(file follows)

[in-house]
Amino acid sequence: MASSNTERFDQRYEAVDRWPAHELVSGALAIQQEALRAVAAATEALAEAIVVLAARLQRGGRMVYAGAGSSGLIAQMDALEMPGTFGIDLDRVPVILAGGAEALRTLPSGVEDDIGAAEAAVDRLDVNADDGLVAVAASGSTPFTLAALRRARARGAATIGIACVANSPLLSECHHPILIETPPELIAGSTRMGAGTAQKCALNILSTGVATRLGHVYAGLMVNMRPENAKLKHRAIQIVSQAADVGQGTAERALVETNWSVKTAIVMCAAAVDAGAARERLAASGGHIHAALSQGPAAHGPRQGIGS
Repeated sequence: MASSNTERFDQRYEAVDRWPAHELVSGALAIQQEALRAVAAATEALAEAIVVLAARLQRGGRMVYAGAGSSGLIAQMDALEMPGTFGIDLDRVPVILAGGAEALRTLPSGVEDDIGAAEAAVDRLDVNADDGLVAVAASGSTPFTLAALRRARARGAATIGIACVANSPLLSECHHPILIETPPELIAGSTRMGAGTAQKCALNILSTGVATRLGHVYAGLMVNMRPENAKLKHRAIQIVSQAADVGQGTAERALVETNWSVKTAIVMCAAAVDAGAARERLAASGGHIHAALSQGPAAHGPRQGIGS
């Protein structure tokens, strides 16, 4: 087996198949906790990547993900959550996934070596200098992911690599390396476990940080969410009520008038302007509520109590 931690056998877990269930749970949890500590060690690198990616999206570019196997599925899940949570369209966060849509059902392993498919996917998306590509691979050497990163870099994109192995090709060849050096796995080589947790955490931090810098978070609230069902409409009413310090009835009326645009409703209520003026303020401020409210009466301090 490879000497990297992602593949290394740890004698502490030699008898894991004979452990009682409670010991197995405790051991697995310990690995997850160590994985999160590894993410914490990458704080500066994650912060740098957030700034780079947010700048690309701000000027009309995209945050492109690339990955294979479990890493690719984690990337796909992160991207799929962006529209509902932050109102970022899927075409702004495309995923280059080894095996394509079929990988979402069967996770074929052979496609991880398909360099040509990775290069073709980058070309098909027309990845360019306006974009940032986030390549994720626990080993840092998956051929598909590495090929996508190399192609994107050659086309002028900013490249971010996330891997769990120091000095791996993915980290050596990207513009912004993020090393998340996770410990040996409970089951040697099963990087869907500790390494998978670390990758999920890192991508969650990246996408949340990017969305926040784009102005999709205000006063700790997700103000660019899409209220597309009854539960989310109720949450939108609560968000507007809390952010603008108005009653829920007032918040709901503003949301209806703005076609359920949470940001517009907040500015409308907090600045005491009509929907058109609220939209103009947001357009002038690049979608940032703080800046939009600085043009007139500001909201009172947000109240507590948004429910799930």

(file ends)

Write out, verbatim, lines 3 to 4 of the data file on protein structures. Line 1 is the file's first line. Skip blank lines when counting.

Repeated sequence: MASSNTERFDQRYEAVDRWPAHELVSGALAIQQEALRAVAAATEALAEAIVVLAARLQRGGRMVYAGAGSSGLIAQMDALEMPGTFGIDLDRVPVILAGGAEALRTLPSGVEDDIGAAEAAVDRLDVNADDGLVAVAASGSTPFTLAALRRARARGAATIGIACVANSPLLSECHHPILIETPPELIAGSTRMGAGTAQKCALNILSTGVATRLGHVYAGLMVNMRPENAKLKHRAIQIVSQAADVGQGTAERALVETNWSVKTAIVMCAAAVDAGAARERLAASGGHIHAALSQGPAAHGPRQGIGS
């Protein structure tokens, strides 16, 4: 087996198949906790990547993900959550996934070596200098992911690599390396476990940080969410009520008038302007509520109590 931690056998877990269930749970949890500590060690690198990616999206570019196997599925899940949570369209966060849509059902392993498919996917998306590509691979050497990163870099994109192995090709060849050096796995080589947790955490931090810098978070609230069902409409009413310090009835009326645009409703209520003026303020401020409210009466301090 490879000497990297992602593949290394740890004698502490030699008898894991004979452990009682409670010991197995405790051991697995310990690995997850160590994985999160590894993410914490990458704080500066994650912060740098957030700034780079947010700048690309701000000027009309995209945050492109690339990955294979479990890493690719984690990337796909992160991207799929962006529209509902932050109102970022899927075409702004495309995923280059080894095996394509079929990988979402069967996770074929052979496609991880398909360099040509990775290069073709980058070309098909027309990845360019306006974009940032986030390549994720626990080993840092998956051929598909590495090929996508190399192609994107050659086309002028900013490249971010996330891997769990120091000095791996993915980290050596990207513009912004993020090393998340996770410990040996409970089951040697099963990087869907500790390494998978670390990758999920890192991508969650990246996408949340990017969305926040784009102005999709205000006063700790997700103000660019899409209220597309009854539960989310109720949450939108609560968000507007809390952010603008108005009653829920007032918040709901503003949301209806703005076609359920949470940001517009907040500015409308907090600045005491009509929907058109609220939209103009947001357009002038690049979608940032703080800046939009600085043009007139500001909201009172947000109240507590948004429910799930």